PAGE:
In simple, uncritical exchanges, he taught me some things about sympathy for other. Once, I remarked that someone we knew made me uncomfortable. Dan said, “Well you know, I think she is uncomfortable with herself.” Another time, I said something about a concert by E. Power Biggs in Geneva. Biggs hadn’t played well. Dan responded, “Well, did you know that he has very painful arthritis?” In very simple ways like that he could bring me up short and make me think in a wider context. I was grateful for his gentle nudge in the right direction and his model for how to handle similar situations with others. Dan was one of the most intentional people I have ever known.
In recent years, there was his unbelievable generosity toward the organ project at the First Parish in Concord. I still think First Parish missed a huge opportunity to take advantage of all Dan offered us.
It’s a surprise when you encounter one of the gods in your life in the flesh—come face to face with some human things you didn’t expect. I was surprised by Dan’s Ichabod Crane-like lope, with his big feet—one pointed east, one west—and his slouchy posture. I later came to think of that posture in a different way—Dan leaning down to hear the very particular music in each of us, and helping us to hear it in ourselves.
So now we all begin the work of our spiritual composting—to transform our sorrow into a profound gratitude for Dan’s life and what it has meant to ours. Let me throw my small contribution on the pile and turn over the spade with you when you are tired.
Consider yourself hugged. I will see you for the memorial service. I am betting on a packed church.
Spencer Harris Morfit
The only proof of the existence of God he ever needed was the existence of music. Kurt Vonnegut
In a career spanning more than six decades, Daniel Pinkham was a central presence in the musical life of Boston. As an organist, harpsichordist, conductor, composer and teacher at New England Conservatory up until his death, his presence reached round the world. Given the conjunction of early music, the organ, and composition in his life, it is fitting that the BEMF 2007 Organ Mini-Festival be dedicated to him. He created a significant body of the organ's contemporary repertoire; he was a champion of the instrument and its music from all periods; and he was a major influence on builders, players, and other composers alike.
As a sixteen-year-old at Phillips Academy, Andover, Massachusetts, Pinkham experienced what he described as "the single event that changed my life." In 1939, the Trapp Family Singers, just escaped from Nazi Germany and Austria, gave a concert in Andover. Their then unfamiliar instruments – viola da gamba, virginal, and a quartet of recorders, together with the timbre of children's voices – spoke to Pinkham as no music had before. In his words, "here, suddenly, I was hearing clarity, simplicity; it shaped my whole outlook."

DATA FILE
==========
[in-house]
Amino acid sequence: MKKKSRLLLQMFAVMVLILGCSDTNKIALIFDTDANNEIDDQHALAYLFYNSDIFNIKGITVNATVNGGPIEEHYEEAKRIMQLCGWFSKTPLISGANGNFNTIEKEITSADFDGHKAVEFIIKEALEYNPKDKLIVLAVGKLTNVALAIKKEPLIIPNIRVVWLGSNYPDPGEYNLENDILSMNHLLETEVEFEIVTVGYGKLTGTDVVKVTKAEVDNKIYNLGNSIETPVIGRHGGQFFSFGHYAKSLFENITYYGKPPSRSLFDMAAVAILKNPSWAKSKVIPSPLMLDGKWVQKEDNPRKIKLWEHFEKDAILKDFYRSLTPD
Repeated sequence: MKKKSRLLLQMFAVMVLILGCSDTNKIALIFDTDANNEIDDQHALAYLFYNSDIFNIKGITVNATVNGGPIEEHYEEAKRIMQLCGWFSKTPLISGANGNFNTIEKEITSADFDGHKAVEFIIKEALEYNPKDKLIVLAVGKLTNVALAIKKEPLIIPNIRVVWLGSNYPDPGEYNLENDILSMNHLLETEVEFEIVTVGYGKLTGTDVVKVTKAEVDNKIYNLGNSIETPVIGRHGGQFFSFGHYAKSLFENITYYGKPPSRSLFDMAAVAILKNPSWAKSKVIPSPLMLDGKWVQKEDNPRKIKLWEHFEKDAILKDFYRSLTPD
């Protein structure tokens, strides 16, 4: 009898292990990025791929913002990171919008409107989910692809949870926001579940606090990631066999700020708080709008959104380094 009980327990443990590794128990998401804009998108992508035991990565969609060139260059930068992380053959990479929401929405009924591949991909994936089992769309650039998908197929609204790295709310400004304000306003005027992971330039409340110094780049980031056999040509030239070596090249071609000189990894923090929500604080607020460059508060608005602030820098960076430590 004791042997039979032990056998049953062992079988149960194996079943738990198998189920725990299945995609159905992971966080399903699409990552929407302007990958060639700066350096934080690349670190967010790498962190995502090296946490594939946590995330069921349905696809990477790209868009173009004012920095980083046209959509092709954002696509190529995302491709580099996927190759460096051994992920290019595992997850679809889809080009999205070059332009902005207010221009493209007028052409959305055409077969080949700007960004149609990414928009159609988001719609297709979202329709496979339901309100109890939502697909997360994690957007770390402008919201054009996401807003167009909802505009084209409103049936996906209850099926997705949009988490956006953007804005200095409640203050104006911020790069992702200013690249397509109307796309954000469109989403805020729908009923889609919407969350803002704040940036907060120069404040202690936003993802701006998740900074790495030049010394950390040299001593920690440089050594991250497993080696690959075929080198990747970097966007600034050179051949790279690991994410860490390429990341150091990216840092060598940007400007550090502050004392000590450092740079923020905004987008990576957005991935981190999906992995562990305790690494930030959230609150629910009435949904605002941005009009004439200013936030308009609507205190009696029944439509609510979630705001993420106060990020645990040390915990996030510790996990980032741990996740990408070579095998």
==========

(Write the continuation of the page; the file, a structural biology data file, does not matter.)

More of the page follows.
Already studying organ, and beginning to find his voice as a composer, the addition of early music and performance practice set the direction for Pinkham's life's work. At Harvard University, he purused composition and early music simultaneously. The latter culminated in a Master's thesis on notes inégale of the French baroque. Also during his Harvard years, Pinkham studied harpsichord with Wanda Landowska and organ with E. Power Biggs.
Pinkham became an early – and ultimately life-long – advocate of the return to historic principles for contemporary organ building. He befriended adventurous builders of the late 1950s-early 1960s who were exploring these principles for both new organs and restorations of older ones. His composing for organ became, in turn, more idiomatic to the mechanical actions and voicing techniques of these instruments. At King's Chapel, Boston, where he was music director for 42 years, Pinkham saw this advocacy personally fulfilled with the installation of a new organ by Charles B. Fisk, in 1964.
As important as the organ was to Daniel Pinkham, he left a great musical legacy encompassing all genres and periods. Beyond the music, for those of us fortunate enough to know him, he also left treasured memories of his wit, wisdom, charm, creativity, generosity, and cheerfulness.
Board member, BEMF